Springsteen brings rock energy to folk standards

Detroit Free Press, 2006-06-17, by: Brian McCollum
Seeger Sessions Band joins in the celebration
In a show as dexterous and full of life as any E Street Band performance, Bruce Springsteen lit a fire under his folk music Saturday night.

The New Jersey rocker arrived at DTE Energy Music Theatre in the latest of his creative guises, immersed in populist American songs immortalized by musician and leftist provocateur Pete Seeger. But Springsteen wasn't content with an evening that simply gazed backward with a sentimental eye, adhering to a rock 'n' roll spirit that helped turn the concert into a lively jubilee.

Backing him was his Seeger Sessions Band, a perky 17-member combo so unorthodox that Springsteen himself remarked during the show, "I wouldn't know how to describe it." In a musical melange that made equal room for a banjo, two fiddles and a four-piece horn section, it was organic enough to carry the folk storytelling and muscular enough to meet Springsteen's musical demands.

It was also, despite its girth, agile enough to handle a wide assortment of styles, often all at once. With Springsteen at center stage, leading on acoustic guitar, Saturday was the kind of night when an updated gospel number, "Eyes on the Prize," could morph from a wheeping-willow Southern gothic into a woozy nightclub blues.

Springsteen had set that versatile tone early, launching the 2-1/2 hour set with an upbeat performance of the old "John Henry," lined with solos on violin, squeezebox and banjo. He would later thank the DTE audience for "taking a chance on our little adventure here," but it's unlikely many of the 8,000-plus Springsteen diehards on hand felt as if the gamble didn't pay off.

The hits kept on coming: "O Mary Don't You Weep" came off with a back-alley swagger, the sing-along "Old Dan Tucker" was a bouyant reel, "Jesse James" offered high spirits from some lively Appalachian holler. While "We Shall Overcome" was among a handful of songs presented with a soft, stirring touch, the show was light on solemn moments: Even "Erie Canal" let horns and sweet fiddle parts poke through its mournful air.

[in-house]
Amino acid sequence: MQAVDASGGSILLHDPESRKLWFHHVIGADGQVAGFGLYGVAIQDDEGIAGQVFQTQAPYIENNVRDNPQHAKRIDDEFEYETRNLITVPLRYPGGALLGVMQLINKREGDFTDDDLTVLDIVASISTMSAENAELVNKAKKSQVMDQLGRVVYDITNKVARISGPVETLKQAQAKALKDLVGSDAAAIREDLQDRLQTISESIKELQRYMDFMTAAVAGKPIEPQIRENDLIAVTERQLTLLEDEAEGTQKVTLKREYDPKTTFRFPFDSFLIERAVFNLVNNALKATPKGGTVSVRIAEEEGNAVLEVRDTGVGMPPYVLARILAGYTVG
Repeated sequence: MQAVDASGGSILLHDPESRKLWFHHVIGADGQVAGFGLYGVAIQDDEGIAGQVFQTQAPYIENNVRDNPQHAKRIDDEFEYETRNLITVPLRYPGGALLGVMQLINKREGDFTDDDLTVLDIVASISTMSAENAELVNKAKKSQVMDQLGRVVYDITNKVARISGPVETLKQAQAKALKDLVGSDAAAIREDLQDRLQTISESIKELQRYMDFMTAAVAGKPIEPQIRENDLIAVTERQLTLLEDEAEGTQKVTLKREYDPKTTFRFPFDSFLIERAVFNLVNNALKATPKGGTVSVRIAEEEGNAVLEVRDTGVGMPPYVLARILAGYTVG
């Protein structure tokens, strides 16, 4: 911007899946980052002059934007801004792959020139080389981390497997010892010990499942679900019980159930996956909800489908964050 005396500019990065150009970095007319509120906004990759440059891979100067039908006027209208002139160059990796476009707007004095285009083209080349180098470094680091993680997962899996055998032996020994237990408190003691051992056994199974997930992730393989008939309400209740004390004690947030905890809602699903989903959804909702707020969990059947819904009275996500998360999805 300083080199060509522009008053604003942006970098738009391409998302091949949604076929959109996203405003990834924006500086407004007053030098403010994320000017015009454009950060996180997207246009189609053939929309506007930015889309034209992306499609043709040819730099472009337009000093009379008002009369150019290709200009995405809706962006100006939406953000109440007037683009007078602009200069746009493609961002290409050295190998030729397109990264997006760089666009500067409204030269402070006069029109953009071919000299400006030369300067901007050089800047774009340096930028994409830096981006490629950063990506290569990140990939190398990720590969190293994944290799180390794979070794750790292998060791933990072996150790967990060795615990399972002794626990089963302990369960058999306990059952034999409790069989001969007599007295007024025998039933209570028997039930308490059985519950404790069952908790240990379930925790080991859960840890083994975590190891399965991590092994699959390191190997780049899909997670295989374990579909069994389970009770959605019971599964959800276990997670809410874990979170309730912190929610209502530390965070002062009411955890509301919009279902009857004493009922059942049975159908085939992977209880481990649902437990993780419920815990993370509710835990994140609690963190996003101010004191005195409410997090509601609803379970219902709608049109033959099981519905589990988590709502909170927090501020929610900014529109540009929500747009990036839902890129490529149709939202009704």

Having spent 2005 living with the bare, forlorn sounds of his "Devils & Dust" material, Springsteen seemed eager to vamp it up again. He brought time-tested rock 'n' roll tricks to Saturday's performance: leaning hard into his guitar, eagerly playing to the front rows, steering a song into a breakdown before guiding it back out for an explosive finale.

The night wasn't just material from his new album with the Seeger Sessions Band, a diverse collection of players pulled in for this project. Springsteen took advantage of the group's presence to rework several of his own songs, most notably a hopping jump-blues version of "Open All Night" and a driving rendition of "You Can Look (But You Better Not Touch)," which was coupled with a rambunctious reading of the Band's "Rag Mama Rag."

Springsteen's motivation for this new album and tour seems multifold -- to make a modern political statement via older material, to find new resonance in songs that are by most any definition timeless. But as was clearly evident Saturday at DTE, the project also marks the latest musically intelligent reinvention by a 56-year-old artist determined to keep tweaking and making turns.



2006-06-17 DTE Energy Center, Detroit, MI